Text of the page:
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This photo was taken in June on the Black Rapids Glacier in the Alaska Range. We were camping at 4000 ft elevation right at the snow line. Water from these streams typically drains via moulins in the summer months. However, it was early enough in the season that there wasn’t any englacial drainage yet. So, hiking on the surface meant we had to cross a lot of streams. So much jumping.
Larger rocks like this one insulate the ice beneath as the ice around the boulder melts. Luckily for us, this one was located in the path of a waterway, and the pedestal divided the stream. It provided a perfect spot so step across and keep our feet dry.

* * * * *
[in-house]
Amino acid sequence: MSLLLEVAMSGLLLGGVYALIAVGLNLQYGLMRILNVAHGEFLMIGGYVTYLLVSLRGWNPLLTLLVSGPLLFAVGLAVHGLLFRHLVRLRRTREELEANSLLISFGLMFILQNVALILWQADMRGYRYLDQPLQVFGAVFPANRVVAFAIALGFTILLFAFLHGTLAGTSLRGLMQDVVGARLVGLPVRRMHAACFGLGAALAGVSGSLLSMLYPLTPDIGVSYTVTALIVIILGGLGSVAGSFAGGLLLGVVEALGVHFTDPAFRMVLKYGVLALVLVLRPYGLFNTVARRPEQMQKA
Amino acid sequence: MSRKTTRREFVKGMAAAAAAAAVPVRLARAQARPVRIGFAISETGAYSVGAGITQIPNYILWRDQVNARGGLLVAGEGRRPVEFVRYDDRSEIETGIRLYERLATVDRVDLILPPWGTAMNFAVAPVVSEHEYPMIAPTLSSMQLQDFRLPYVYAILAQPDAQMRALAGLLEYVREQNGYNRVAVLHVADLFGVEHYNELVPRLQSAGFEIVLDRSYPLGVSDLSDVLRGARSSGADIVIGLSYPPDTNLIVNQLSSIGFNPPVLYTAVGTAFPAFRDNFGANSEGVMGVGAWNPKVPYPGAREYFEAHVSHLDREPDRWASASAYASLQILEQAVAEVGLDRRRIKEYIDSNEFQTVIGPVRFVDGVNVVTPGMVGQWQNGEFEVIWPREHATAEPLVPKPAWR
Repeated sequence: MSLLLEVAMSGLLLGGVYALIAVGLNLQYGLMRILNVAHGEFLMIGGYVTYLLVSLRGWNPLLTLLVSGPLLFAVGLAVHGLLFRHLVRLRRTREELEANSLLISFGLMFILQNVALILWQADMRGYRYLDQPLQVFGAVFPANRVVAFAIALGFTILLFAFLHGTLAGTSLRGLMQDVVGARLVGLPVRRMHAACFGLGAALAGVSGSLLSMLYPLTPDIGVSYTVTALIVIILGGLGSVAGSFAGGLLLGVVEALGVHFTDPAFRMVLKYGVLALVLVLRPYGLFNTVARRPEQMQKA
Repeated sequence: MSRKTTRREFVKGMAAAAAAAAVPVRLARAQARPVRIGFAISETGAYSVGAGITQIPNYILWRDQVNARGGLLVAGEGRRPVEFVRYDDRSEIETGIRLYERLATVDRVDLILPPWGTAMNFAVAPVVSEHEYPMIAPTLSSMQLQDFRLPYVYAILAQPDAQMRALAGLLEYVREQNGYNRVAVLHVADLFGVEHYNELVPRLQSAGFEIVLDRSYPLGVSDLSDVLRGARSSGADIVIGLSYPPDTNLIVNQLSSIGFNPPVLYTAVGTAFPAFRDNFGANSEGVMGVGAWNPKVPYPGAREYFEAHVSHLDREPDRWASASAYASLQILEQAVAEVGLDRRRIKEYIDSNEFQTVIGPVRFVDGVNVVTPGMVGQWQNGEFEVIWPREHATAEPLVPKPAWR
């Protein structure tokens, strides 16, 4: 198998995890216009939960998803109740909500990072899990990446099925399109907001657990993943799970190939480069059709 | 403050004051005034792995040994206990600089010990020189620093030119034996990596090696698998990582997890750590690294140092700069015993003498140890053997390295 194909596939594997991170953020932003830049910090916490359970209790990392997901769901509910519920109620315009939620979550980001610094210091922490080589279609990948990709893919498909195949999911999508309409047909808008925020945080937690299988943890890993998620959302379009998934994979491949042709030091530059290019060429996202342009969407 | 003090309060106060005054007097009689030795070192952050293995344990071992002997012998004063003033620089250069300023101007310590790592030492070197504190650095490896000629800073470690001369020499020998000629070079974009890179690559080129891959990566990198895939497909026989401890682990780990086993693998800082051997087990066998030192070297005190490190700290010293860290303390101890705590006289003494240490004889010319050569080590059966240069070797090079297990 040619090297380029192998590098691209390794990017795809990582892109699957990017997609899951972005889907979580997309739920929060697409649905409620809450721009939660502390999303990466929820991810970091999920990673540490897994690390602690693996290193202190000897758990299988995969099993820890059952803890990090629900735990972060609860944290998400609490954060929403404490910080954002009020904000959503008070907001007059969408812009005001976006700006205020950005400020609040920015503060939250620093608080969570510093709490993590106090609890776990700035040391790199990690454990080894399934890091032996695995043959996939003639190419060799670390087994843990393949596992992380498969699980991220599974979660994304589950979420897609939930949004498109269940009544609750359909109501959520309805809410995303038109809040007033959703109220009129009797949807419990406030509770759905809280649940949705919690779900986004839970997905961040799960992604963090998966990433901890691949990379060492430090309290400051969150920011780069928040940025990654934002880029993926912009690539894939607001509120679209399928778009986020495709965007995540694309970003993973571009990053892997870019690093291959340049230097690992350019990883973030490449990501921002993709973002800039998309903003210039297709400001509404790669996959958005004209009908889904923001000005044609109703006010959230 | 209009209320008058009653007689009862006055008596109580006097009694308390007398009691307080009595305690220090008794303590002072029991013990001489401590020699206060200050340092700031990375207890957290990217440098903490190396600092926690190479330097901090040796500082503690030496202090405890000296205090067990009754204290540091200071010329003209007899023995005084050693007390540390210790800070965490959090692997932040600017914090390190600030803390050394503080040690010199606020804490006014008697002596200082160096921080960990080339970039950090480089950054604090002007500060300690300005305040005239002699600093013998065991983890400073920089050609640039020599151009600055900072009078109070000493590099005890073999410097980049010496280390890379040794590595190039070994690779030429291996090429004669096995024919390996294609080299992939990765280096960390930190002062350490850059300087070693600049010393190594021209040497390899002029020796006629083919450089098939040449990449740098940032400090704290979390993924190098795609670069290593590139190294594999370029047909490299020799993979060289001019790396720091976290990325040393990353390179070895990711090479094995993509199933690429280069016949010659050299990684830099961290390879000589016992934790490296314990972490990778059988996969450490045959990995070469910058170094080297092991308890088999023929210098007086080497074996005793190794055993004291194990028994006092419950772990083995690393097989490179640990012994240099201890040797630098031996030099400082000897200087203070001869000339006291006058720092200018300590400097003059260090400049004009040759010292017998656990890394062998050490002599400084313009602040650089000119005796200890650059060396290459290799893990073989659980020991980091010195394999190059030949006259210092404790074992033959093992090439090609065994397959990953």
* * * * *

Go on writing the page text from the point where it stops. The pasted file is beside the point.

It was a knee-pounding couple of weeks, hiking up to 18 miles a day. In the last couple of days, some moulins started draining providing places to walk around the bigger streams. Despite my knees and legs aching for a few weeks after this trip, I look forward to returning to this beautiful area. Hopefully this summer. Stay tuned!
Water and ice on glaciers are some of my most passionate subjects to photograph. Below is a video I put together of moulins draining supraglacial streams on the Black Rapids Glacier.